The Prophet Muhammad, peace and blessings be upon him and his family, received revelation. He was sent to renew and revive the religion of Abraham, peace be upon him. Through him, God’s religion was completed and perfected, although truth is to be found in all divinely revealed religions. He insisted from day one, from the very first time he preached the message of Islam to his extended family and kin, that ‘Ali was to be his heir and his successor, both spiritually and politically. He repeated this divinely-revealed mandate regularly throughout his mission. He said that Ali was to him what Aaron was to Moses; that the truth was with ‘Ali and that ‘Ali was with the truth; and that ‘Ali would be the master and guardian over everyone over whom the Prophet Muhammad had been master and guardian. May peace and blessings be upon the Messenger of Allah and His Holy Household.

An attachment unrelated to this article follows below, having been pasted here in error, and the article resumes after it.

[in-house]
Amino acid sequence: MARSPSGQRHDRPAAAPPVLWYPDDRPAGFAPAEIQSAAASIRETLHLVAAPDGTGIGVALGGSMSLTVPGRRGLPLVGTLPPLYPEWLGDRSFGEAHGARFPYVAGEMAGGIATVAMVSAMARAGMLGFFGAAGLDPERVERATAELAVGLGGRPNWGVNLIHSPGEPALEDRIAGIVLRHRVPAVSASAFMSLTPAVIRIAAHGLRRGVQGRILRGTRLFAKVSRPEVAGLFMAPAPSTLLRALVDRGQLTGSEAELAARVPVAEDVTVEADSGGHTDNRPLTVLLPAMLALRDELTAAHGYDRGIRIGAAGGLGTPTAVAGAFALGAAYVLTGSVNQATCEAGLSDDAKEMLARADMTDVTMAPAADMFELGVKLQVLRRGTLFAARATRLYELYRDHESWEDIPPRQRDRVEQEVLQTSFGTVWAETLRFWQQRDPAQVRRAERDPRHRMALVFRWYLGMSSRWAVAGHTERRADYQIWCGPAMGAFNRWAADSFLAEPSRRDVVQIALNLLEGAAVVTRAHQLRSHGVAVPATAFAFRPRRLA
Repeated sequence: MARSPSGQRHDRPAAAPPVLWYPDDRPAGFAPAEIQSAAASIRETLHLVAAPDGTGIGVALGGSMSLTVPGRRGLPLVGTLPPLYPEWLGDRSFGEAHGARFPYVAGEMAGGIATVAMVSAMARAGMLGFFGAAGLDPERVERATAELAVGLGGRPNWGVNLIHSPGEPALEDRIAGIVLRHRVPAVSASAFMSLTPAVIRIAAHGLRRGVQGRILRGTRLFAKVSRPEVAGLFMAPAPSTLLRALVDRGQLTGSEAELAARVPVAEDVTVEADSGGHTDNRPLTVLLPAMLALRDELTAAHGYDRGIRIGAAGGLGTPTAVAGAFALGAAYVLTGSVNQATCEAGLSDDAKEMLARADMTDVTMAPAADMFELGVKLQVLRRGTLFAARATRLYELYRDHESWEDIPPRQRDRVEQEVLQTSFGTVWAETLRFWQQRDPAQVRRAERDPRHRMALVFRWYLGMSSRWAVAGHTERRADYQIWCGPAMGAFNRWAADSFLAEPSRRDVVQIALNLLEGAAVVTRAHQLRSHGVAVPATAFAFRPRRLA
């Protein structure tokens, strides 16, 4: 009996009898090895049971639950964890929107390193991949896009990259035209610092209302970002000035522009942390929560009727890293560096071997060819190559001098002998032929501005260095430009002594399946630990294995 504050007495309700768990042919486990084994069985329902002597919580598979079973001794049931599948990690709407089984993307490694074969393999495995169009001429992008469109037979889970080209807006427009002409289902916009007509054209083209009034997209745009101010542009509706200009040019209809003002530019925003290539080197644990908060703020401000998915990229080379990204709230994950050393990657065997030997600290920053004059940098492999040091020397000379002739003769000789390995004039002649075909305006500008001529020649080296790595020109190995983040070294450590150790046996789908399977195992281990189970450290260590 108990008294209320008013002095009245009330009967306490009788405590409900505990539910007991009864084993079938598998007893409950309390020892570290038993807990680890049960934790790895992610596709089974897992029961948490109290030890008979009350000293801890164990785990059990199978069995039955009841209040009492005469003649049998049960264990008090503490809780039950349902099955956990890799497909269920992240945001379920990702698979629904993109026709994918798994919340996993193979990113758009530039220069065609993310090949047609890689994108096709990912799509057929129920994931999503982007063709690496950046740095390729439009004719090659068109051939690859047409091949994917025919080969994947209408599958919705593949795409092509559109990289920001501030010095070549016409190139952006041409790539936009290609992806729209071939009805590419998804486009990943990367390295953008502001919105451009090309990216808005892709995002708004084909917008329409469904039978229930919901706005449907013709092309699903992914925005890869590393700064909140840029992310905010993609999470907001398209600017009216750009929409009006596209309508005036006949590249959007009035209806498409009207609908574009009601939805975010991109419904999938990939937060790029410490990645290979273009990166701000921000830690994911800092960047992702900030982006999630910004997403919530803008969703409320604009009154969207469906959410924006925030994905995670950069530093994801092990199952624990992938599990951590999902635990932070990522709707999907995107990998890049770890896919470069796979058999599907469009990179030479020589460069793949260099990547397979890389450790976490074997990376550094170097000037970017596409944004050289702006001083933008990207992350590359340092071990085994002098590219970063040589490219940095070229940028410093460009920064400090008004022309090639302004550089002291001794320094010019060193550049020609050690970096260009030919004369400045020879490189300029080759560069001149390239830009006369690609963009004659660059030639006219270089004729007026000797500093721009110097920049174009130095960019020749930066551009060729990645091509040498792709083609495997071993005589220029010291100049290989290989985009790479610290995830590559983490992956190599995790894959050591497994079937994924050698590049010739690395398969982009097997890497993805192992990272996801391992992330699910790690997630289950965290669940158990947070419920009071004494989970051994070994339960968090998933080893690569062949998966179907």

The Prophet Muhammad, peace and blessings be upon him and the People of His House, proclaimed that he was leaving behind two weighty obligations, the Qur’an, and his Ahl al-Bayt, the People of His Household. He stated that the People of the House, the Imams from his Progeny, were like the Ark of Noah, and that anybody who boarded it would be saved, and those who failed to board it, would be doomed. The Prophet Muhammad, peace and blessings be upon him, stated that he would be followed by Twelve Caliphs or Successors and that the last of them would be the Mahdi, the Divinely-Guided One, who would reappear along with Jesus at the End of Times. May Allah hasten their reappearance. Ilahi amin ya rabb al-‘alamin.
The Prophet Muhammad, peace and blessings be upon him and his Purified Progeny, warned Imam ‘Ali that the community would betray him. He foretold that his grandson, Imam Husayn, would be slaughtered by a segment of the so-called Muslim community. Wa Allahi, the Archangel Gabriel himself, peace be upon him, informed the Messenger of Allah, peace and blessings be upon him, that his beloved grandson, peace be upon him, would be martyred in Karbala. He even brought him soil that was soaked in his blood.